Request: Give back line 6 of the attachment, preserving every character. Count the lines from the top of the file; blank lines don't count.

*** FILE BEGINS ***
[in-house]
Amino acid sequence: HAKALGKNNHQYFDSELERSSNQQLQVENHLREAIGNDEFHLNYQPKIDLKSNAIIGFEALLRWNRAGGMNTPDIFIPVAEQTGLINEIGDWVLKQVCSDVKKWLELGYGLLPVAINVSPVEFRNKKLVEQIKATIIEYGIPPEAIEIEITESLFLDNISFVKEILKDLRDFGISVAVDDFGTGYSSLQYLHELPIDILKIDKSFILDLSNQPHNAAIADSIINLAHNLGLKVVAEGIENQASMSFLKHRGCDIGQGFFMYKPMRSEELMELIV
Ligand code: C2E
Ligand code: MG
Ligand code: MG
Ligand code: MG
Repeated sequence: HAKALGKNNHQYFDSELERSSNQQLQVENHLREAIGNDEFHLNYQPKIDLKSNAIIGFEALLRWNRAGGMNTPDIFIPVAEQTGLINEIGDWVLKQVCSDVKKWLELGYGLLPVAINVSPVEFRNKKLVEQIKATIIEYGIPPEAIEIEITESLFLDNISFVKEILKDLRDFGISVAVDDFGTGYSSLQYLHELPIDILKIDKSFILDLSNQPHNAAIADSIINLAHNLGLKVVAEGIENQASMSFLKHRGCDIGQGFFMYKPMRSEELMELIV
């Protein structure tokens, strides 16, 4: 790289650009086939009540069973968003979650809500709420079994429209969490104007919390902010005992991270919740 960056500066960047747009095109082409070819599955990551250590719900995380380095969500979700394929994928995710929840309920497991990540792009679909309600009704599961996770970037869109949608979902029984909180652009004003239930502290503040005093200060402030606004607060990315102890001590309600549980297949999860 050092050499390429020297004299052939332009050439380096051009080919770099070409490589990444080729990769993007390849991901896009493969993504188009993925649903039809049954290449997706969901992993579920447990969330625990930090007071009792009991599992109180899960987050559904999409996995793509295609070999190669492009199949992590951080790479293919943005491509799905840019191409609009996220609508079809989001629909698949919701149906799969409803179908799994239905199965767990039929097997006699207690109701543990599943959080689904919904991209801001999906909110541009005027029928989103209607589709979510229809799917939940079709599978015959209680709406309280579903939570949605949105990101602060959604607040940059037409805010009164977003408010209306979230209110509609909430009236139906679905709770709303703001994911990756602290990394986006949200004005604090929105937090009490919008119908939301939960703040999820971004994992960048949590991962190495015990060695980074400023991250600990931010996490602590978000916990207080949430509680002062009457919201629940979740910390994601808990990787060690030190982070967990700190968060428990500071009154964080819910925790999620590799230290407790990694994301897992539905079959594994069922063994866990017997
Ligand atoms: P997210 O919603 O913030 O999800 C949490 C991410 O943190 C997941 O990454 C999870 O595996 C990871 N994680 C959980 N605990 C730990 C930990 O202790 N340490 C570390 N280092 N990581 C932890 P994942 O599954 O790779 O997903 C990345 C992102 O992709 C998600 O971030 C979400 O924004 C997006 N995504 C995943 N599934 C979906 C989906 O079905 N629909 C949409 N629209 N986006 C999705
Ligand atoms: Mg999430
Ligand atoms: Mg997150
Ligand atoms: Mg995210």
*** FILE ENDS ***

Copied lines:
Ligand code: MG